What Happens When the Photographer Become the Client?

Jan 28, 2014

Jeff Guyer

Jeff Guyer is a commercial/portrait photographer based in Atlanta, GA. Still an avid street photographer and film shooter, Jeff also launched a kids photography class three years ago, where rumor has it he learns more from the kids than they learn from him.

What Happens When the Photographer Become the Client?

Jan 28, 2014

Jeff Guyer

Jeff Guyer is a commercial/portrait photographer based in Atlanta, GA. Still an avid street photographer and film shooter, Jeff also launched a kids photography class three years ago, where rumor has it he learns more from the kids than they learn from him.

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When I was still practicing law a lifetime or two ago, some of my colleagues and I used to say that the practice of law would be so much more enjoyable without the damn clients. Obviously this was just a form of letting off steam when dealing with a problem client– usually accompanied by copious amounts of bourbon. When I made the jump to photography ten years ago, It didn’t take long for me to learn that the same maxim held “true,” regardless of whether I was carrying a brief case or a camera bag. It appears that problem clients are everywhere.

Even in the mirror, if you’re not careful.

Let me explain.


I currently find myself in strange and unfamiliar territory. For the first time in my life, I need to hire a photographer. My son’s bar mitzvah is in a few months and my wife has made it quite clear that my place will not be behind the camera. As much as I may not want to admit it, she’s right. This is an important milestone in my son’s life and a proud moment for our family. For once, I need to be in photos instead of taking them. Living the moment and trusting someone else to preserve it.

Not easy for a control freak, yet here I am. Checking out websites. Scanning through portfolios. Looking for experience. Searching out styles. Looking at price lists. Is this really what it feels like to be a client?

Thinking Like a Photographer– Not a Father

At this point I realized I was already getting ahead of myself. Instead of simply sorting our choices by what we liked and what we didn’t, I was dissecting the lighting, criticizing the posing, and obsessing over the white balance.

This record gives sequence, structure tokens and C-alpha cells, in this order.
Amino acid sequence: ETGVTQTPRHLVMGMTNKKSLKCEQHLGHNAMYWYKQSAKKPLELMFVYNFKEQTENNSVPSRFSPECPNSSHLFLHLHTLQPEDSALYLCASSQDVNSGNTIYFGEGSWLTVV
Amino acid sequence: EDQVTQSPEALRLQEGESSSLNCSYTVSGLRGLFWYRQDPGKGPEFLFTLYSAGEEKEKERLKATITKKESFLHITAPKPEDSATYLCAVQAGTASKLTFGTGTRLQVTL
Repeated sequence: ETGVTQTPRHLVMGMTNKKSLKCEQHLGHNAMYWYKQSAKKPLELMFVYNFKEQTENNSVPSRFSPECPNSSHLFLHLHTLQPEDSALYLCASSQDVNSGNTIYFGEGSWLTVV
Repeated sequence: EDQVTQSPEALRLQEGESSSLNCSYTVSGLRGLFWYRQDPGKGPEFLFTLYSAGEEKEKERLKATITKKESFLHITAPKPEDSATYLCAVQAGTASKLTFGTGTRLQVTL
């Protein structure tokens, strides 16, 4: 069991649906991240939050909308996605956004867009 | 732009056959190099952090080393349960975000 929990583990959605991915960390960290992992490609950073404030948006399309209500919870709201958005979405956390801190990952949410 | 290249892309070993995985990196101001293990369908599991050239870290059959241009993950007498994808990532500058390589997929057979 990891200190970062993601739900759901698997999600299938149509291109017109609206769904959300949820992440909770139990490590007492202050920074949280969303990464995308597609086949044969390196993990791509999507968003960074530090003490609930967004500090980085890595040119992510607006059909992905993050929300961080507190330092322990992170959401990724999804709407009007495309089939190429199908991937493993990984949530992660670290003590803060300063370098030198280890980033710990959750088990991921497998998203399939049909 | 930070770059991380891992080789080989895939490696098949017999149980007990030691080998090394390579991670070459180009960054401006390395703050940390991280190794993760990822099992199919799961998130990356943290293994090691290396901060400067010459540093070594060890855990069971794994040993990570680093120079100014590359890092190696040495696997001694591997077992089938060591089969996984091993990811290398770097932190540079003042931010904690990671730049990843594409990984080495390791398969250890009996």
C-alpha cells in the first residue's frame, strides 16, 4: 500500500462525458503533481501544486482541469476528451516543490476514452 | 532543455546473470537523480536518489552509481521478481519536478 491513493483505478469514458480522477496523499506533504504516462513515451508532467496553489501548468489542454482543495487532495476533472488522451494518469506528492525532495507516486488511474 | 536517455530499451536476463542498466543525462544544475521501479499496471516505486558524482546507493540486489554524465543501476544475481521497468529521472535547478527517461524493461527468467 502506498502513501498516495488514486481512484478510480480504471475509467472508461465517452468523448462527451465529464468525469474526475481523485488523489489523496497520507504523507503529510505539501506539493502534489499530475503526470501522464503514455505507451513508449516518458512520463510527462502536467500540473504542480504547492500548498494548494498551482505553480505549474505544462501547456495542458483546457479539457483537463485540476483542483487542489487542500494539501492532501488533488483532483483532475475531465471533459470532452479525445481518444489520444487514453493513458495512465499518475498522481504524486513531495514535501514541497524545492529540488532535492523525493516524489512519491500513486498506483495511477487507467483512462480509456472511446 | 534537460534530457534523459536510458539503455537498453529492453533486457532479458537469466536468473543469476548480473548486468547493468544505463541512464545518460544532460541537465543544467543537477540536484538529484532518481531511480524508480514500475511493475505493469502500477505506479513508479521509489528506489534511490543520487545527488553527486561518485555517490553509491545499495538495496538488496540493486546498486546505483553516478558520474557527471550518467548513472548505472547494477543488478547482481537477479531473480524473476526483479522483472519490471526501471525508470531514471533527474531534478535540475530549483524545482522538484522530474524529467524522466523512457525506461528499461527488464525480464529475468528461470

“What about this one?” my wife asked, with a sigh that said, “Answer carefully.”

“THAT one? Are you kidding me?!?”

Her reply can’t be printed here, but it would make a sailor blush.

Time for a new way of thinking.

Hey– Do You Think You Can Bring Your Camera?

The truth is, I have some pretty talented friends and relatives. But I absolutely, positively do not want to be THAT guy– the one who makes sure to invite his friend or uncle with the nice camera. While I am not so far over the edge that I’m even considering this, I’m starting to see where potential clients get the idea.

My search continues.


Putting Out Feelers

I decide that a good step might be to put the word out with some of the local photography groups. They are full of talent, and it’s about time for some of that networking to pay off. I was very specific in my posts about things like experience– both photographically and culturally. While I got a ton of replies, most were from photographers with little to no experience, many of whom began their emails with things like, “I’ve never shot a bar mitzvah before, but…” or, “I know you said experience is a must, but how much?” Seriously? There were even a few who offered to shoot for free, so they’d have something new and different for their portfolio.

This is not going well.

Speaking of Money…

Let me be very clear about something. I’m not looking for a deal or a discount. If someone wants to maybe trade services, that’s would be great. But I’ve been an event photographer long enough to know what kind of commitment a job like this takes. Whoever ultimately gets the gig is going to work hard and should be properly compensated.

Unfortunately, this doesn’t get me any closer to hiring a photographer.

I think it’s time to narrow the search. I freak out a few non-photographer friends by asking for a couple of referrals and I start taking a much more targeted approach to my online search.